Flooding brings on mosquitoes and risk of West Nile - KWWL - Eastern Iowa Breaking News, Weather, Closings

Flooding brings on mosquitoes and risk of West Nile

WATERLOO (KWWL)---Flash flooding has become common place over the last several days.  And with all the rain we've been getting, mosquitoes are starting to pop up everywhere.

Puddles are everywhere in Waterloo's Hope Martin Park.  And these pools of water are the perfect breeding ground for mosquitoes.

"If you don't want to be exposed to mosquitoes, limit you activity to times of the day when mosquitoes are not active, and that would be dawn and dusk," said Jon McNamee, program manager for the Black Hawk Co. Health Department.

That caution is important, because with all these mosquitoes comes the risk of West Nile Virus. While the reported cases of the disease have dropped off recently in Iowa, health officials are still concerned about the threat it poses.

"It's not really fizzled out.  West Nile is still out there, and we're very concerned about it.  And we're still monitoring for West Nile Virus activity," McNamee said.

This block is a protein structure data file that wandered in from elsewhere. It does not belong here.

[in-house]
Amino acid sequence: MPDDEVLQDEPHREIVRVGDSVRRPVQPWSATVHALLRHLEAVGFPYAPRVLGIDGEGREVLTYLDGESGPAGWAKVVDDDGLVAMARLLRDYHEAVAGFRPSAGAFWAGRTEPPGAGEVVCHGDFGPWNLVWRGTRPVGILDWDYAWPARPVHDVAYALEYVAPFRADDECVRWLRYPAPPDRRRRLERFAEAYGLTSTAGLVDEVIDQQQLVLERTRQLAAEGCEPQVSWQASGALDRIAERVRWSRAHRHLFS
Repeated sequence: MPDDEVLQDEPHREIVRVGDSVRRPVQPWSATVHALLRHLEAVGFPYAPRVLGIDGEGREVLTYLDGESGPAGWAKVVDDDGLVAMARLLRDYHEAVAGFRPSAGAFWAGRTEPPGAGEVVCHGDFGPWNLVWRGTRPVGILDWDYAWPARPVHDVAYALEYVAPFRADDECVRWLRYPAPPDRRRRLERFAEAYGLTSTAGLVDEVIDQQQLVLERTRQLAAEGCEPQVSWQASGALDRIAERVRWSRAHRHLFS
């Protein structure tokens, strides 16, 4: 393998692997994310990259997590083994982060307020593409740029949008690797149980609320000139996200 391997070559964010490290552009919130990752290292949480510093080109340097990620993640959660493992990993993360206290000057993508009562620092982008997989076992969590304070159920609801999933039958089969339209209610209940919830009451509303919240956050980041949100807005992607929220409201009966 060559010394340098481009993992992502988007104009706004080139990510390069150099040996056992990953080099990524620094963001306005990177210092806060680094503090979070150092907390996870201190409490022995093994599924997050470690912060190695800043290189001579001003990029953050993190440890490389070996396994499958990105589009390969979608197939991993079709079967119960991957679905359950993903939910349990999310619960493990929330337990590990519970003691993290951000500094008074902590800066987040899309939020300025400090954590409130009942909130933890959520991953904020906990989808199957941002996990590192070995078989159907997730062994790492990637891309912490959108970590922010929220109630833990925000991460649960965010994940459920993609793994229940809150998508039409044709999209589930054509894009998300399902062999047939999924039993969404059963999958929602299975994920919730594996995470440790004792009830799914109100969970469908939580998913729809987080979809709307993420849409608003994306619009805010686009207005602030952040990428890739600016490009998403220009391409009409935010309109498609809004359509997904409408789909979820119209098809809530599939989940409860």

The good news is health officials say the mosquitoes that are forming now in puddles like this, are likely not the breed of the bug that will cause West Nile.

"West Nile is typically carried by culex mosquitoes.  They're very active later in the season.  The mosquitoes we're being bothered with now, and will be for the next couple weeks because of all the flood water around, are aedes.  They're nuisance biters that haven't been shown to carry West Nile Virus," said McNamee.

But it's still good to be cautious in taking steps to not get bitten, like wearing long-sleeves and pants, and using bug spray with DEET.  You should also try to drain any standing water from your property so that mosquitoes don't have a place to nest. 

So far this year, there have been human cases of West Nile in four states.  Symptoms of the virus often mimic the flu.  So if you come up with that kind of illness during the summer, and have been bitten by mosquitoes, it's best to see a doctor to determine if you've got West Nile.  It's also important to note that sometimes you can be exposed to West Nile and not know it.  The disease can  be dormant in your body for quite some time before you show symptoms.  And 80 percent of people infected with the virus never show any symptoms.

KWWL Reporter: Kera Mashek

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